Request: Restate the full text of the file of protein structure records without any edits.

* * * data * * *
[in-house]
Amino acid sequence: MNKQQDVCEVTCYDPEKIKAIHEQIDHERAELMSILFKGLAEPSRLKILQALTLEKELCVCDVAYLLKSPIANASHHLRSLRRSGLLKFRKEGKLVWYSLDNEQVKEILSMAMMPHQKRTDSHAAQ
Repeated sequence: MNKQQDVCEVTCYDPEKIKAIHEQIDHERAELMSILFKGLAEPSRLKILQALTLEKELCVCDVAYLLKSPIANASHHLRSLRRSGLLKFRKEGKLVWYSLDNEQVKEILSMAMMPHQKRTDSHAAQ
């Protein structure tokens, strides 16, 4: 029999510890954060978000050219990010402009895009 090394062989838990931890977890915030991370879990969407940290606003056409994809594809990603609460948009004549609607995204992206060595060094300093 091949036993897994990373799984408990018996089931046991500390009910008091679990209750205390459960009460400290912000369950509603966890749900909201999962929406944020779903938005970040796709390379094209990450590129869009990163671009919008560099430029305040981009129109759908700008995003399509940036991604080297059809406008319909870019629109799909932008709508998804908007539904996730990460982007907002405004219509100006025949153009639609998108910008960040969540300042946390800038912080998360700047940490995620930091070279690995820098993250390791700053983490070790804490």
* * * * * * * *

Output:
[in-house]
Amino acid sequence: MNKQQDVCEVTCYDPEKIKAIHEQIDHERAELMSILFKGLAEPSRLKILQALTLEKELCVCDVAYLLKSPIANASHHLRSLRRSGLLKFRKEGKLVWYSLDNEQVKEILSMAMMPHQKRTDSHAAQ
Repeated sequence: MNKQQDVCEVTCYDPEKIKAIHEQIDHERAELMSILFKGLAEPSRLKILQALTLEKELCVCDVAYLLKSPIANASHHLRSLRRSGLLKFRKEGKLVWYSLDNEQVKEILSMAMMPHQKRTDSHAAQ
């Protein structure tokens, strides 16, 4: 029999510890954060978000050219990010402009895009 090394062989838990931890977890915030991370879990969407940290606003056409994809594809990603609460948009004549609607995204992206060595060094300093 091949036993897994990373799984408990018996089931046991500390009910008091679990209750205390459960009460400290912000369950509603966890749900909201999962929406944020779903938005970040796709390379094209990450590129869009990163671009919008560099430029305040981009129109759908700008995003399509940036991604080297059809406008319909870019629109799909932008709508998804908007539904996730990460982007907002405004219509100006025949153009639609998108910008960040969540300042946390800038912080998360700047940490995620930091070279690995820098993250390791700053983490070790804490």